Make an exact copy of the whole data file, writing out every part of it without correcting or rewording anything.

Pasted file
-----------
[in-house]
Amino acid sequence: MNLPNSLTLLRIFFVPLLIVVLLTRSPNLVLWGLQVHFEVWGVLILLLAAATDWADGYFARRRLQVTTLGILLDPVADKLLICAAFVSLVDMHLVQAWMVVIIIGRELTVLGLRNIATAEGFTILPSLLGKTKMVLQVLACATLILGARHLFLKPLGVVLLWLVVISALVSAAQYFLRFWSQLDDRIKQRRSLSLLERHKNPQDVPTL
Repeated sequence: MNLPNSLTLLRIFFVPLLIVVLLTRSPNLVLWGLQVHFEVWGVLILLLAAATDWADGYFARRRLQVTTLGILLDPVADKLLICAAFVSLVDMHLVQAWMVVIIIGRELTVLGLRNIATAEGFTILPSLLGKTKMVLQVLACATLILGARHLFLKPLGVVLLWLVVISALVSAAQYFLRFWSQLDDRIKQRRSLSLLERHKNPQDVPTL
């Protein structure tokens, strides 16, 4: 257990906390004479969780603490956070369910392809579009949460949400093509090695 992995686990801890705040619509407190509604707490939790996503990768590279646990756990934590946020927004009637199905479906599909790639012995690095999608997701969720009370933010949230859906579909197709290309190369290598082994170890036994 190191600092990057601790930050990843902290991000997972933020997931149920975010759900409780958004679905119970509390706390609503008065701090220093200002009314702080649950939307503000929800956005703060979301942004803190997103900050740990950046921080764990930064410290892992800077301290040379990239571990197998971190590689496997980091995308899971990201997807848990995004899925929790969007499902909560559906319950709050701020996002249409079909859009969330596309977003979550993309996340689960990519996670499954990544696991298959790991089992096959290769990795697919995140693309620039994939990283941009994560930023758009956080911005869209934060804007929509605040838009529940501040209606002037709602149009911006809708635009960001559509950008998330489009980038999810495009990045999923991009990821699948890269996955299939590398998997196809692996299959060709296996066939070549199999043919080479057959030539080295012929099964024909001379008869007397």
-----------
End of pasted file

[in-house]
Amino acid sequence: MNLPNSLTLLRIFFVPLLIVVLLTRSPNLVLWGLQVHFEVWGVLILLLAAATDWADGYFARRRLQVTTLGILLDPVADKLLICAAFVSLVDMHLVQAWMVVIIIGRELTVLGLRNIATAEGFTILPSLLGKTKMVLQVLACATLILGARHLFLKPLGVVLLWLVVISALVSAAQYFLRFWSQLDDRIKQRRSLSLLERHKNPQDVPTL
Repeated sequence: MNLPNSLTLLRIFFVPLLIVVLLTRSPNLVLWGLQVHFEVWGVLILLLAAATDWADGYFARRRLQVTTLGILLDPVADKLLICAAFVSLVDMHLVQAWMVVIIIGRELTVLGLRNIATAEGFTILPSLLGKTKMVLQVLACATLILGARHLFLKPLGVVLLWLVVISALVSAAQYFLRFWSQLDDRIKQRRSLSLLERHKNPQDVPTL
């Protein structure tokens, strides 16, 4: 257990906390004479969780603490956070369910392809579009949460949400093509090695 992995686990801890705040619509407190509604707490939790996503990768590279646990756990934590946020927004009637199905479906599909790639012995690095999608997701969720009370933010949230859906579909197709290309190369290598082994170890036994 190191600092990057601790930050990843902290991000997972933020997931149920975010759900409780958004679905119970509390706390609503008065701090220093200002009314702080649950939307503000929800956005703060979301942004803190997103900050740990950046921080764990930064410290892992800077301290040379990239571990197998971190590689496997980091995308899971990201997807848990995004899925929790969007499902909560559906319950709050701020996002249409079909859009969330596309977003979550993309996340689960990519996670499954990544696991298959790991089992096959290769990795697919995140693309620039994939990283941009994560930023758009956080911005869209934060804007929509605040838009529940501040209606002037709602149009911006809708635009960001559509950008998330489009980038999810495009990045999923991009990821699948890269996955299939590398998997196809692996299959060709296996066939070549199999043919080479057959030539080295012929099964024909001379008869007397």